There is a real divergence of opinion on the use of the wrist in fly casting. There are those experienced fly casters who believe the wrist and the forearm should act as if they are welded together, and there are others equally as experienced who believe that a controlled wrist flick is key to the proper cast. Either way the object is to use one way or the other – either fixed or flicked – as the main stopping and starting lever in propelling the rod (and therefore the line) in its proper motion, both back and forward, to exact the perfect cast.
As in golf, the right stance will pay off – but it can different between anglers. Some like to go with the square stance – feet planted firmly, about the width of the shoulders apart, toes pointed forward on a line toward the desired landing zone. Still others go with a slightly open stance, where the toes are pointed out just a tad with the stance open toward the landing spot. With the first the cast will go over the shoulder directly; with the latter the cast will go slightly across in the direction of the non-casting hand. Regardless of chosen stance, the caster should be loose and relaxed.
Finally, the cast
Once again, there are as many schools of thought as there are experienced anglers, but the one point most seem to agree on has to do with the length of the intended cast as it relates to effort made. For the short cast, movement is isolated mostly in the hand and forearm; the longer the cast, the more body motion will come into play. As in golf, the shorter shot requires the feel and control of the hands and forearm, while reaching the green in two requires body and hip momentum to power the swing and propel the ball.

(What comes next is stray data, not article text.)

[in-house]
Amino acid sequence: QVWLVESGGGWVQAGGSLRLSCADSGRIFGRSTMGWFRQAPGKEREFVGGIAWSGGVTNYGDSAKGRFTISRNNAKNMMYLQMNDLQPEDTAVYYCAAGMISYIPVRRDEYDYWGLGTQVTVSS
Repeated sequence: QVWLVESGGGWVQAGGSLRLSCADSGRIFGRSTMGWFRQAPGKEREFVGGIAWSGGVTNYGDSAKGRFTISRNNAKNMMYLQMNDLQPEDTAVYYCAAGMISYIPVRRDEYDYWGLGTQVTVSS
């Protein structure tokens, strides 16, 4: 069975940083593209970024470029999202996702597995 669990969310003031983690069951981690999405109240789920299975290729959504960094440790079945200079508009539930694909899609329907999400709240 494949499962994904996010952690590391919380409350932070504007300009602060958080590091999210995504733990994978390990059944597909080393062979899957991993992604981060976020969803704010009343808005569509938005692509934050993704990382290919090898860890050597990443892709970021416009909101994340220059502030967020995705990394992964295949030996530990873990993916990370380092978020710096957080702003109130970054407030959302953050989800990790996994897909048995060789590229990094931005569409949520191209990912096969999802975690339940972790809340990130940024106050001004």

If you’re a right-handed caster, you’ll use your left hand to hold the line and the line slack and act as a guide as the line goes forward (reverse this for left-handed casting). Some anglers recommend beginning the cast with the tip of the rod down – not high as in 9 o’clock or 10 o’clock. Others seem to suggest beginning high, and removing slack with the line hand. Going back, there seems to be consensus that somewhere between 1 and 2 o’clock is the optimum stopping point, and then moving the rod tip forward, again to an abrupt stop, somewhere between 11 and 10 o' clock. Accelerate the rod tip through each stroke, and come to an immediate stop at the end. The object is to keep the arc of the flyline in line with the rod and the direction of the tip. If the movement starts to get circular the cast will go from outside to inside, (or the reverse, depending on forward cast or backcast), losing line speed as a result of the “wobble.”
There is so much more to casting a fly line than this, and it changes with the length and flex of the rod, the weight of the line, the weather conditions, and much much more. But you can see from these few basics that what’s most important is the instruction your get, and the practice you do. Familiarity is what makes the heart grow fonder, contrary to popular belief.
For all of your fly fishing needs – including instruction, gear, flies, and camaraderie – look to the premier source in the Rocky Mountain West, Trout’s Fly Fishing, conveniently located halfway between Cherry Creek and downtown in the heart of Denver. For complete information call 877-464-0034.